By Selisse Berry
Founder and CEO, Out & Equal Workplace Advocates
In America, we believe opportunity is available to anyone who works hard and does a good job. For a long time, this basic bargain applied only to the most privileged in society. But in recent decades we passed laws that extended this principle to any employee regardless what they look like or where they’re from.
And yet there are employees for whom the American bargain remains broken. Workplace protections don’t exist in much of the country for people who are lesbian, gay, bisexual or transgender. Given the increasing acceptance of LGBT people in the popular culture and the rapid legal advancements for same-sex marriage in multiple states, it’s surprising that people can still legally lose their jobs in 29 states simply for being Bisexual, Gay or Lesbian and 34 states if they are Transgender.
The problem is real. Up to 17 percent of lesbian, gay and bisexual people have been unfairly fired or denied employment, according to a new report co-sponsored by Out & Equal Workplace Advocates and other organizations that promote LGBT equality. The report, “A Broken Bargain: Unchecked Discrimination Against LGBT Workers,” finds that employment discrimination affects up to 47 percent of those who identify as transgender.
Out & Equal found that nearly 60 percent of lesbian and gay employees say they’ve been the target of jokes or derogatory comments at work. The harassment increases to almost 80 percent for transgender and gender-nonconforming employees.
Job prospects are put at risk when an out LGBT person is looking for work. That’s why so many LGBT employees remain in the closet. Only a third of Caucasians, a quarter of African Americans and less than 20 percent of Latinos are out on the job.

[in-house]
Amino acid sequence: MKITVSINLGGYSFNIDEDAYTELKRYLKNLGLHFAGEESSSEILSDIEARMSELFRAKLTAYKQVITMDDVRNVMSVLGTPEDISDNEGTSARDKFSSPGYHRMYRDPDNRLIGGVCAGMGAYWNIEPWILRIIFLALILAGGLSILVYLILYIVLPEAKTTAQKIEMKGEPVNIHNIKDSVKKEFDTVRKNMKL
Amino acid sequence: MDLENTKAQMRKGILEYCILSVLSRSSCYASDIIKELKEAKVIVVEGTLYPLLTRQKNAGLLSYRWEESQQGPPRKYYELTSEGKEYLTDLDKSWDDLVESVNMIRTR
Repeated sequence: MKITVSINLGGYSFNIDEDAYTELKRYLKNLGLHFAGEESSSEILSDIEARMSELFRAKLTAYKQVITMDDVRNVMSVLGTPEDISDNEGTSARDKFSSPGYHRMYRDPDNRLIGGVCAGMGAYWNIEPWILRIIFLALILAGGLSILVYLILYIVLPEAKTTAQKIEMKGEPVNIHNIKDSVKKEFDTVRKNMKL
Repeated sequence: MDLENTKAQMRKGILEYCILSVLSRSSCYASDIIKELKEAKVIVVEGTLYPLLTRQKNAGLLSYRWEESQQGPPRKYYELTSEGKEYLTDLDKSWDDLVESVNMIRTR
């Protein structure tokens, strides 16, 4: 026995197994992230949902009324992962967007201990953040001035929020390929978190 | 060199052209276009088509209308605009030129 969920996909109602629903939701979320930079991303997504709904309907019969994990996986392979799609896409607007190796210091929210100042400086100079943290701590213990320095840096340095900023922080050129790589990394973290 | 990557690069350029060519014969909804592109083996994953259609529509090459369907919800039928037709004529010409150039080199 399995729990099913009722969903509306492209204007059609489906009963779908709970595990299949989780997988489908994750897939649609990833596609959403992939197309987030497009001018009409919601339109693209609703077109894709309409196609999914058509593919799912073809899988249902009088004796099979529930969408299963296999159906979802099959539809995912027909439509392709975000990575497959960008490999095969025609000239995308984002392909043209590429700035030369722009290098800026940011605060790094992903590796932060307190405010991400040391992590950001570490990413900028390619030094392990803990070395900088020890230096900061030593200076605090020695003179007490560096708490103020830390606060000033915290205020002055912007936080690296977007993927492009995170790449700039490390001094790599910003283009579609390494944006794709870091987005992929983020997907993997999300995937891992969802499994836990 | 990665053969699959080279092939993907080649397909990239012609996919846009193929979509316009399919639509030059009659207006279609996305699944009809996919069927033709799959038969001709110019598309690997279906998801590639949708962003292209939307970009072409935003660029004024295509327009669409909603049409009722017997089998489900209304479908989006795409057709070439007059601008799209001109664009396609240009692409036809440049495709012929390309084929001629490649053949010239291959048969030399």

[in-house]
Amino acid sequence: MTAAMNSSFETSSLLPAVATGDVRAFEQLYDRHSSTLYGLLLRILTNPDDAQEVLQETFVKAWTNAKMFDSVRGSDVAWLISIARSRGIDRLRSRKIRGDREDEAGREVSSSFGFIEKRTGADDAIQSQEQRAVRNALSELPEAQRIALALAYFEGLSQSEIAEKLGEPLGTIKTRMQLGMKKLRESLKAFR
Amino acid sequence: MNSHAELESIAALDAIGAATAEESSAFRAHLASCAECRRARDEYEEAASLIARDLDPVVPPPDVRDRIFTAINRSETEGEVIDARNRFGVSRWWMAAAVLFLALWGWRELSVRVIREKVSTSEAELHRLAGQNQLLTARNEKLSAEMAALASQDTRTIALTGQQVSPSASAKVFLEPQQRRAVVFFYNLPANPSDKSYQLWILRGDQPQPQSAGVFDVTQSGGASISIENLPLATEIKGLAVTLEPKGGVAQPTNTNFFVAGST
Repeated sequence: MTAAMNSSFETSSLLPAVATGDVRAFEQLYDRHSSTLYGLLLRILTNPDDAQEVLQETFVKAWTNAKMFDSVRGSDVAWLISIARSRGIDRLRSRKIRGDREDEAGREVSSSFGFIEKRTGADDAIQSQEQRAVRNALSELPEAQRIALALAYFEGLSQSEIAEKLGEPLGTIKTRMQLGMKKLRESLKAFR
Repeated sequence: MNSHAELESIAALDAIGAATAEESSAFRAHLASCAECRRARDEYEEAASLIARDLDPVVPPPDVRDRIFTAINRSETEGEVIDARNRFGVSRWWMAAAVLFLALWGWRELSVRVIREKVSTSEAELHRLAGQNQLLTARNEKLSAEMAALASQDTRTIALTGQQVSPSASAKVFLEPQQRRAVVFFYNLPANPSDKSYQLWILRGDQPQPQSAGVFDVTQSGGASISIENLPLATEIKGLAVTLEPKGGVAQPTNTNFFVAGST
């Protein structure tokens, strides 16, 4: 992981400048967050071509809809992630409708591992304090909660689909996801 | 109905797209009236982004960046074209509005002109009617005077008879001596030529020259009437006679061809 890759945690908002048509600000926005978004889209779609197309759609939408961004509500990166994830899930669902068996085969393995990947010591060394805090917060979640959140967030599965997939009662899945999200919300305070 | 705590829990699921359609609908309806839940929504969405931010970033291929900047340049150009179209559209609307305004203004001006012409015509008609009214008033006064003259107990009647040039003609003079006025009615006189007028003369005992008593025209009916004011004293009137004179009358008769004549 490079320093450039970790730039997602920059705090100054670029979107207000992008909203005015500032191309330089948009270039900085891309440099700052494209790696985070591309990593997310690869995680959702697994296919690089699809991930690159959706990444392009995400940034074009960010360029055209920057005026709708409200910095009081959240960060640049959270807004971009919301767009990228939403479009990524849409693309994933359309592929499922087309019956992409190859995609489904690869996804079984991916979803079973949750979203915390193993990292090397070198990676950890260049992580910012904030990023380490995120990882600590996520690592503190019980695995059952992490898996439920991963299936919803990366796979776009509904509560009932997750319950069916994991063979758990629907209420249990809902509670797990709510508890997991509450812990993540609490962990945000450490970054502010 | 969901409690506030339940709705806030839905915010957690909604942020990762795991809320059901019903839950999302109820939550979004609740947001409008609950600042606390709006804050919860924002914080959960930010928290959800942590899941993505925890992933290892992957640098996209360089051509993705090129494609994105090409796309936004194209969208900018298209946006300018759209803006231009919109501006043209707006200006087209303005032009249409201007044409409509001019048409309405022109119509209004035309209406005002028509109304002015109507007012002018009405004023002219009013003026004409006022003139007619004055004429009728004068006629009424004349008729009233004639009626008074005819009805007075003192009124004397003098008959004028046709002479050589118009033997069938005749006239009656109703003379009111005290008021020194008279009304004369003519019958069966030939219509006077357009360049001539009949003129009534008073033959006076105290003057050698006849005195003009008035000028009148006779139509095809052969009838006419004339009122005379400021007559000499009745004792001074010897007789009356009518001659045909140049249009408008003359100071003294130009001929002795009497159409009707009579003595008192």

Wage disparities also affect LGBT employees. Gay men make less than straight men. Lesbian women make less than all men. The income gap is most pronounced for transgender people. While four percent of the general population lives under the poverty line, 15 percent of transgender people do.
Workplace discrimination doesn’t just hurt LGBT people. It’s bad for business and communities. When companies and cities drive talent away, there are consequences like higher recruitment costs, loss of innovation and difficulty staying competitive.
The good news is that corporate America is way ahead of the law when it comes to LGBT equality. Among the Fortune 500 companies, 88 percent have nondiscrimination policies based on sexual orientation. More than half include gender identity and expression.
Out & Equal has been instrumental in the evolution of corporate thinking, building relationships with CEOs over the past two decades to help them see how embracing the LGBT workforce is beneficial. Now that work is paying off as corporations are taking the lead in advocating for LGBT equality.
Even better news is that 72 percent of the American public supports LGBT workplace equality. In fact, 75 percent mistakenly think LGBT employees are already protected under federal law. It’s time that our elected officials make legal protections a reality and get in synch with the public they serve.